In addition to increased information, keeping the pet's license tags, which are usually required pursuant to most state, county, and or local jurisdictions, affixed in a safer manner to the dog's collar is an added feature. The metal license disks supplied by most jurisdictions are required to be affixed by a metal fastening device with hand tools directly to the pet's collar. The fastening devices can get bent and caught on things that the pet comes in contact with at any given time, causing the metal I.D. tags and licenses to fall off the pet, leaving him without any means of identification. Wrapping the metal pet information inside the pet wallet keeps them protected and safe.
The additional benefit is that when the metal tags are wrapped up inside the wallet, they do not rub against each other, which can cause them to become unreadable, and they do not make noise. Silencing the metal tags gives both a benefit to the owner and the pet. A human has a hearing frequency range of 64-23,000 Hz. A dog, for example, has a hearing frequency of 67-45,000 Hz, almost double that of a human being, and a cat's hearing frequency range is 45-64,000 Hz, almost triple that of a human being. Noises that occur from man, animal or nature on a daily basis can be completely inaudible to humans but will awaken and alert our household pets. Pet's moving about the house causing the metal tags and licenses to make noise can wake up adults, children even other household pets in the middle of the night. By silencing the tags, the pet also does not have to listen to unnecessary and annoying sounds in its own ears.
Additionally, when the traditional pet "nametag" is left dangling from the pet's collar it will eventually chaff and wear out, becoming difficult to read. The pet wallet allows for a large personalized pet nametag to be affixed on the outside of the wallet so that the pet's name is highly visible and easily readable. The large exterior nametag is also made of highly reflective material, which will help keep the dog visible at night.
It should not be forgotten that on hunting expeditions and in pet shows, licensing tags are removed from the pet to prevent undesired noises. Should a pet get away from the owner in such an environment, the owner is faced with the pet having no information to return the pet to the owner, as well as possibly incurring fines from government agencies for a pet detained without the proper licenses.
Also, others have appreciated the desirability of having pet tag information holders. For example Dettmann et al., U.S. Pat. No. 4,137,660 is a pet collar with limited information that can be written on the collar but suffers from various deficiencies, such as the information cannot meet the needs of the information superhighway generation and cannot be altered or replaced without changing the collar, nor does it add the element of safety with reflectivity.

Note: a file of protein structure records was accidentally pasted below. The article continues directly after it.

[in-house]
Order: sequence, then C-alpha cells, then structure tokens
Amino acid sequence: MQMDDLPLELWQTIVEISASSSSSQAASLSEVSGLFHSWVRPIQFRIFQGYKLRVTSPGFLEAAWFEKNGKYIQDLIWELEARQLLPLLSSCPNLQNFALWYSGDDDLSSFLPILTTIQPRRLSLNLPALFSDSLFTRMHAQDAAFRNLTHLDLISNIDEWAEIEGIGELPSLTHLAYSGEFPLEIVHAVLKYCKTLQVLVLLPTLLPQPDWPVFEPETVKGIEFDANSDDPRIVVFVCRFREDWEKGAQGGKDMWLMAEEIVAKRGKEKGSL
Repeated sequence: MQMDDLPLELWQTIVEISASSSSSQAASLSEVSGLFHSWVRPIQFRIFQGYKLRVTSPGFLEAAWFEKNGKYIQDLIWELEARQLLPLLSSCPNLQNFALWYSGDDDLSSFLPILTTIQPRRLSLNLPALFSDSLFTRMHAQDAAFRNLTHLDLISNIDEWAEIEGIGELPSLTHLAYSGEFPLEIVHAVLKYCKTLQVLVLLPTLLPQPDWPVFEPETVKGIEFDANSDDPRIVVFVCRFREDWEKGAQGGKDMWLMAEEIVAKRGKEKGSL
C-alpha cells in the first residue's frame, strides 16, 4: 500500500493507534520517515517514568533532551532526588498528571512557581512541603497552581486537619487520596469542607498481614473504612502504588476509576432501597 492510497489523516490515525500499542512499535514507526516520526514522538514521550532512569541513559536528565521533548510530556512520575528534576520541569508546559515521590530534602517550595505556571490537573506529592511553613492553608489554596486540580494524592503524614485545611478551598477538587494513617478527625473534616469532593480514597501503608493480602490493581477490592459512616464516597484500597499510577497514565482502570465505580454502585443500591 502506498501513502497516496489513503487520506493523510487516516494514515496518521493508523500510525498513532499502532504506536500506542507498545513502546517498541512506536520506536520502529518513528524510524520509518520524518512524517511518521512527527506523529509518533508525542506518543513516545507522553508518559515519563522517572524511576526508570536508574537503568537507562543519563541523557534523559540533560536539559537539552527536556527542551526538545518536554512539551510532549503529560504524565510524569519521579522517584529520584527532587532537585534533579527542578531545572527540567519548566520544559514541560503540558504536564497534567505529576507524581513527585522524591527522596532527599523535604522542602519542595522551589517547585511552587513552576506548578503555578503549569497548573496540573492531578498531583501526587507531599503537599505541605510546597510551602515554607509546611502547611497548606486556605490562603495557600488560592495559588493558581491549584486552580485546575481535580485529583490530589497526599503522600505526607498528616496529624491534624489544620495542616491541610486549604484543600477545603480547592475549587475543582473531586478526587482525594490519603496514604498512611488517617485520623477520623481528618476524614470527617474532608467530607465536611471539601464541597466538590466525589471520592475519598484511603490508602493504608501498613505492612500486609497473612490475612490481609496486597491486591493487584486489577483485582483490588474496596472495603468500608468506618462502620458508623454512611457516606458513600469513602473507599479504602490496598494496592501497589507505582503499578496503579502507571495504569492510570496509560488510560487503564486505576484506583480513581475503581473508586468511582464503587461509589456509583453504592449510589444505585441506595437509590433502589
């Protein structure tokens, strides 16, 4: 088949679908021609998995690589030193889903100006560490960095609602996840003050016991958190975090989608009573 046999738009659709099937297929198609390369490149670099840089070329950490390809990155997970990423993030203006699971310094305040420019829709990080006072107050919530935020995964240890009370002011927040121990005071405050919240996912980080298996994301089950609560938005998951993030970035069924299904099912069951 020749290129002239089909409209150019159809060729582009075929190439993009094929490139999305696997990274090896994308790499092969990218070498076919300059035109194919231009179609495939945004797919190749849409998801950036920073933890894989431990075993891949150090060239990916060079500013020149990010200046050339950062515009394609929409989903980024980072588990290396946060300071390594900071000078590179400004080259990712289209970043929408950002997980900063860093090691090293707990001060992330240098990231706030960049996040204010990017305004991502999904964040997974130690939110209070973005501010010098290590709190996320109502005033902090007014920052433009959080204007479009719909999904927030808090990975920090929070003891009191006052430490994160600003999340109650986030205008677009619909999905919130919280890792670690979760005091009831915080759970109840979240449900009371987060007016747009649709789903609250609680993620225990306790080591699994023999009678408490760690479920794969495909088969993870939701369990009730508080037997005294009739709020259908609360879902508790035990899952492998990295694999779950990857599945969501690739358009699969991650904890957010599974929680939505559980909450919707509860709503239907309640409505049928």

The noise associated with pet collars has also been acknowledged but not adequately addressed. For example, Schiable, U.S. Pat. No. 6,367,426 and McConnell, U.S. Pat. No. 4,259,798 disclosed tag holders which suffer from various deficiencies, including the fact that said tag holders leave the metal tags hanging off the pets collar and do not keep the metal tags, nor their product from getting caught and pulled off by things that a pet many come in contact with at any given time such as tree limbs, sticks, fences, etc.
U.S. Pat. No. 7,168,394 issued Jan. 30, 2007 to W. Berry, describes an ornamental slipcover for dogs. A fabric sleeve designed to slide onto the collar. It is an ornamental apparel, and in particular, a slipcover for dog collars for the purpose of decorating the collar with a fabric cover that slides onto and off the collar. It addresses the widespread fondness for personal pet attire and appearance but does not address the need for increased information, stopping metal pet tag noise, nor the safety of the animal.
U.S. Pat. No. 2,342,005 issued Feb. 15, 1944 shows that Americans have long been concerned with personal safety at night. Since pets have grown with our society to become members of the family we to extrapolate ways to give our pets the same safety considerations we give humans.
SUMMARY OF THE INVENTION
The pet information wallet, which holds retrieval information as well as quiets metal tags and licenses, has a nighttime safety feature, and a highly visible exterior nametag. It is a completely unique product in the pet universe. The household pet has come to the forefront of our society as a member of the family. Increased information needs have caused a need to address the issue of the inadequacies of the industry standard metal pet I.D. tags. The pet information wallet allows for vast and detailed information about both the owner and the pet. In addition to the enhanced information, the wallet also serves many other functions. Allowing the existing metal I.D. tags and licenses to be wrapped up and encapsulated inside the wallet keeps the metal tags from falling off, rubbing against each other and wearing out, as well as not making noise, which is bothersome to both the owners and the pets. A large, highly visible reflective exterior nametag makes the pet easily identifiable and safe at night. Finally, having a buttonhole thru the wallet allows the collars metal "D" ring to protrude thru the wallet maintaining the collars full functionality in its ability to attach to a leash or lanyard.
BRIEF DESCRIPTION OF THE DRAWINGS
FIG. 1 is a perspective view of one embodiment of the present pet wallet invention, showing the outside of the pet information wallet in the open position.
FIG. 2 is a perspective view of another embodiment of the present invention showing the inside of the pet information wallet in the open position.